The man who can save D.C.'s educational lifeline
By Anthony A. Williams and Kevin P. Chavous,
Despite the D.C. Opportunity Scholarship Program’s five-year record of success in helping children from low-income D.C. families attend the best schools they have ever known, President Obama, Sen. Richard J. Durbin (D-Ill.) and Rep. José E. Serrano (D-N.Y.) are threatening to end it. Officially, the three have coalesced around a position that would allow current participants to remain in the program but not let in any new ones, including 216 who received acceptance letters in the spring.
Plain and simple, the position of Obama, Durbin and Serrano is to let the program die. Continued funding for only current participants would deny entry to their siblings, as well as to those children of low-income parents stuck in or slated to go to the worst-performing D.C. schools. It would harm the congressionally mandated evaluation of the program by gradually cutting the number of participating children, and it would require the District to absorb the cost of accommodating children who would otherwise be in the program.
Since their creation in 2004, the Opportunity Scholarships have been an educational lifeline for more than 3,300 children. Part of a “three-sector strategy” conceived in partnership with the federal government, in which new federal dollars also went to D.C. public schools and public charter schools, the initiative has become the most studied program reviewed by the Education Department. Four consecutive studies from Georgetown University and the University of Arkansas have not only found overwhelming satisfaction among participating parents but that, through the process of choosing schools, these low-income parents have become strong educational consumers. The Education Department’s Institute of Education Sciences has shown that participating children are making good academic progress. In fact, the program is one of the few studied by the institute to actually demonstrate success.
In his Nov. 28 Local Opinions commentary, Serrano said that the Opportunity Scholarships were “imposed” on the city by Republicans. He also said that he doesn’t want to be a second mayor, supporting harmful, intrusive social programs — such as the scholarship program. Neither assertion holds water. As elected leaders from the District who painstakingly negotiated the terms of the three-sector strategy, including the Opportunity Scholarships, it is amusing to hear that it was “foisted” on us. It certainly wasn’t foisted on the hundreds of parents who waited in long lines and made great sacrifices for the prospect of having their children attend good schools.
Do these parents think the scholarship program was an undemocratic social rider imposed on the city? We think not. And we are not alone. Current D.C. leaders, including Mayor Adrian M. Fenty, Schools Chancellor Michelle A. Rhee and a majority of D.C. Council, support allowing new children to enter the program. Serrano and his colleagues in Congress would be acting like second mayors if they killed it.
Serrano also suggested that the District should fund the program on its own. Like the D.C. Tuition Assistance Grant program, which is federally funded and allows D.C. residents to attend public universities around the country at in-state tuition costs, the three-sector initiative was born from the special relationship between the District and Congress. That relationship has led to unprecedented and unique federal funding for all aspects of education in the District. It makes no sense to run the Opportunity Scholarships with only city money while D.C. public and public charter schools enjoy such federal support.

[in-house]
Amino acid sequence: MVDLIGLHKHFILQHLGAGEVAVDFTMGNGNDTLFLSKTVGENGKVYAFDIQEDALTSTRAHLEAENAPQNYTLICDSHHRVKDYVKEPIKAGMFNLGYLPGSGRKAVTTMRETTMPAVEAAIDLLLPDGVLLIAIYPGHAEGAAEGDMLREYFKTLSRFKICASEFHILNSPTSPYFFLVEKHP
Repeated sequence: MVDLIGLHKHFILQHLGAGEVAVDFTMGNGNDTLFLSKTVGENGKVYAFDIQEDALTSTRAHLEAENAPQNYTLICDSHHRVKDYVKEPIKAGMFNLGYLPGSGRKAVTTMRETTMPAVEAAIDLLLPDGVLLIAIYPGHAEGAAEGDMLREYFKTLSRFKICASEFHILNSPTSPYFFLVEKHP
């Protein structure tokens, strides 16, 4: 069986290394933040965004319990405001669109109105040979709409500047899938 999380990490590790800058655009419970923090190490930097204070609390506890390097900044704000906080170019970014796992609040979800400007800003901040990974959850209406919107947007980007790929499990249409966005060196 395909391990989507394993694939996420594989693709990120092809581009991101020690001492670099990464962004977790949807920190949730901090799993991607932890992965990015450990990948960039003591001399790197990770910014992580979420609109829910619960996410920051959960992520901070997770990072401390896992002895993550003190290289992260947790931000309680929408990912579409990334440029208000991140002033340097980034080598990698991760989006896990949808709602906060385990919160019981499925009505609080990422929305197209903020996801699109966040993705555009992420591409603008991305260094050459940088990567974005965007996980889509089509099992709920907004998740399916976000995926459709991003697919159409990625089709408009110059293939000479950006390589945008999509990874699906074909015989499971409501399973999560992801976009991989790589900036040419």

Within the next few weeks, we will know whether the D.C. Opportunity Scholarships will survive. Education Secretary Arne Duncan espouses the “current students only” position, but President Obama has not spoken publicly on the issue. It is time for him to do so.
As a youth, Barack Obama benefited from educational scholarships. After college, he worked as a community organizer on behalf of low-income families in Chicago. Community organizer Obama would support those parents seeking better educational opportunities for their children. Community organizer Obama would embrace a program like the Opportunity Scholarships, which give the children of low-income parents a chance at the American dream — without having to wait five years for the local school reform plan to work.
“Saving” this program means reauthorization, allowing new children to participate, and increasing the scholarship amounts to account for inflation. The president has said that he will support whatever works in education, regardless of ideology. We challenge him to live up to those words. We challenge him to meet some of the parents and applicants who want to be part of the D.C. Opportunity Scholarship Program. More than anything, we challenge him to do what we know community organizer Barack Obama would have done 20 years ago: Stand on the side of these families.
Anthony A. Williams, a Democrat, was D.C. mayor from 1999 to 2007. Kevin P. Chavous, a former Democratic member of the D.C. Council, is the author of “Serving Our Children: Charter Schools and the Reform of American Public Education” and is a distinguished fellow with the Center for Education Reform.
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